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Home > Research > Publications > Annual Reports > 1997-98 Annual Report

The Oriental Institute Museum

1997-98 ANNUAL REPORT

Karen L. Wilson

The past year was the second of actual construction for the renovation and expansion project - and, thankfully, promises to have been the last (give or take a few months). As the year drew to a close, the pace of construction activity tapered off and focused on finishing up final details on items such as the computer program that runs the climate control system. The need for hard hats dwindled, parking spaces were once again available in the back lot, and museum staff were able to begin to get back to their jobs as they were before groundbreaking on 15 August 1996. It has been an interesting, and often exciting, time for all of us, but we are very much looking forward to unpacking the collection, installing the new galleries, and opening our doors once again both to the public and to visiting colleagues from around the world.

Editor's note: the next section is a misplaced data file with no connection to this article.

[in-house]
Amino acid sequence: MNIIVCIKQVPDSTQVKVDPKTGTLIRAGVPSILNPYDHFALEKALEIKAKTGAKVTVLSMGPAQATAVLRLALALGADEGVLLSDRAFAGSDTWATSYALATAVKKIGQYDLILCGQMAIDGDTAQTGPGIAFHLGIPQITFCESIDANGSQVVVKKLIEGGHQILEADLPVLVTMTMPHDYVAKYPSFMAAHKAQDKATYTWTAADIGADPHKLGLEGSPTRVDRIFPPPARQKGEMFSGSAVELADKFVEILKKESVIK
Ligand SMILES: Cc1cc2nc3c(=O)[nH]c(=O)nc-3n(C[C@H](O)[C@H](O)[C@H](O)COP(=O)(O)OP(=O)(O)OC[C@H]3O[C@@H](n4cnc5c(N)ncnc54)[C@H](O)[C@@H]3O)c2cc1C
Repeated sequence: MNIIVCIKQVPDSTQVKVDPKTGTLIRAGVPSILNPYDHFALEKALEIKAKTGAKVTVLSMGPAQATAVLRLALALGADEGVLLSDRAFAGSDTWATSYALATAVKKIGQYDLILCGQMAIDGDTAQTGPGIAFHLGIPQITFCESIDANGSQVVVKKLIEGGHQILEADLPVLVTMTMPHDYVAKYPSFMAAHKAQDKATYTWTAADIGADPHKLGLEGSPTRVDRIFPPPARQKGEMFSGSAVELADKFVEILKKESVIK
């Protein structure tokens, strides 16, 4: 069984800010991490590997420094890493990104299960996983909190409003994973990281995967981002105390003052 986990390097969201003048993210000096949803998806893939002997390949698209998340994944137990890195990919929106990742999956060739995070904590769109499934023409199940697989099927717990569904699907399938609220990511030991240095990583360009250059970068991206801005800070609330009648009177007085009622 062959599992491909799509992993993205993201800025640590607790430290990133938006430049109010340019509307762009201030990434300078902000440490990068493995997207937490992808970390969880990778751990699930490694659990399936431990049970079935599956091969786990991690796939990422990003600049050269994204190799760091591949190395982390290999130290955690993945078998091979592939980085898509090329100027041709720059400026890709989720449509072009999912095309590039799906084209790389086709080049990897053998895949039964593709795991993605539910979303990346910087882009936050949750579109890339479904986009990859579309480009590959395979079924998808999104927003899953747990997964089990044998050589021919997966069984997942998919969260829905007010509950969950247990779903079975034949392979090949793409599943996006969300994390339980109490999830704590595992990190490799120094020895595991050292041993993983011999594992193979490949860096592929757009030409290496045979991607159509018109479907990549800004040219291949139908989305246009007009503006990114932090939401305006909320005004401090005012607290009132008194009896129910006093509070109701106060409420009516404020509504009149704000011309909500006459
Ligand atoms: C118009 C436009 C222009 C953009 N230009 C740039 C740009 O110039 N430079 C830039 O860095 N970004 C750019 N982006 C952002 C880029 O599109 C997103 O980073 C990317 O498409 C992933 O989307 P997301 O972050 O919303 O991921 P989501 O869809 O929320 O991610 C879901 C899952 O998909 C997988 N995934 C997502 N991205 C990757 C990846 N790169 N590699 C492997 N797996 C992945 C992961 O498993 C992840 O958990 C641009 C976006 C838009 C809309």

Hectic and disruptive as the construction has been, however, it has been well worth the effort. We are delighted with both the new wing and the renovated portions of the 1931 building and with the climate control systems, which are maintaining steady temperatures and relative humidities in all of the spaces. The equipment that air conditions both Breasted Hall and the Reading Room was turned on just in time for the onslaught of summer, and the new LaSalle Banks Education Center and the Archaeology Laboratories in the renovated basement will be ready for use some time in August. None of this could ever have been accomplished without our project manager, Joseph Auclair, and his unwavering attention to every detail of the project and his unstinting drive to always obtain the best results for us. And we owe special gratitude to the other members of the Oriental Institute project team, too numerous to name individually, from the firms of Hammond Beeby & Babka, Inc., Landmark Facilities Group, Inc., and Turner Construction Company.